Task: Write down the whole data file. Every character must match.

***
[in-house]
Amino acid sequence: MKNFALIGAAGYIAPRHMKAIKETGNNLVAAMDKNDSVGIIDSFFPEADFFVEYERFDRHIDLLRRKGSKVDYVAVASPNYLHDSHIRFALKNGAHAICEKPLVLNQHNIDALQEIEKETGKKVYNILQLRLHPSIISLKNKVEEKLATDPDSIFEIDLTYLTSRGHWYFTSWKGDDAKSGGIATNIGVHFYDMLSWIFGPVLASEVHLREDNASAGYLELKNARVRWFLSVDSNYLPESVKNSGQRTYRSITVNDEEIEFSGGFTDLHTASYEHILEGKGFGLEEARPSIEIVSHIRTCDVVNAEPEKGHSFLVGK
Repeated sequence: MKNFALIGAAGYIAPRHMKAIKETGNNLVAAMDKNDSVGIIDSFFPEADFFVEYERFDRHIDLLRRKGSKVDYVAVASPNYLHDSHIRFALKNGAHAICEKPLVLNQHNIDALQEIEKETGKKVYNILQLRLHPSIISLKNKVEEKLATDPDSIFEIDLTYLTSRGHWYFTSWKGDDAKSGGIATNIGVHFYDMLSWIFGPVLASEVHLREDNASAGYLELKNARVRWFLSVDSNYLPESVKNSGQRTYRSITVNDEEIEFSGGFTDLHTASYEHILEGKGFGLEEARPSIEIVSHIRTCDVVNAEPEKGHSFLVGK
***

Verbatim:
[in-house]
Amino acid sequence: MKNFALIGAAGYIAPRHMKAIKETGNNLVAAMDKNDSVGIIDSFFPEADFFVEYERFDRHIDLLRRKGSKVDYVAVASPNYLHDSHIRFALKNGAHAICEKPLVLNQHNIDALQEIEKETGKKVYNILQLRLHPSIISLKNKVEEKLATDPDSIFEIDLTYLTSRGHWYFTSWKGDDAKSGGIATNIGVHFYDMLSWIFGPVLASEVHLREDNASAGYLELKNARVRWFLSVDSNYLPESVKNSGQRTYRSITVNDEEIEFSGGFTDLHTASYEHILEGKGFGLEEARPSIEIVSHIRTCDVVNAEPEKGHSFLVGK
Repeated sequence: MKNFALIGAAGYIAPRHMKAIKETGNNLVAAMDKNDSVGIIDSFFPEADFFVEYERFDRHIDLLRRKGSKVDYVAVASPNYLHDSHIRFALKNGAHAICEKPLVLNQHNIDALQEIEKETGKKVYNILQLRLHPSIISLKNKVEEKLATDPDSIFEIDLTYLTSRGHWYFTSWKGDDAKSGGIATNIGVHFYDMLSWIFGPVLASEVHLREDNASAGYLELKNARVRWFLSVDSNYLPESVKNSGQRTYRSITVNDEEIEFSGGFTDLHTASYEHILEGKGFGLEEARPSIEIVSHIRTCDVVNAEPEKGHSFLVGK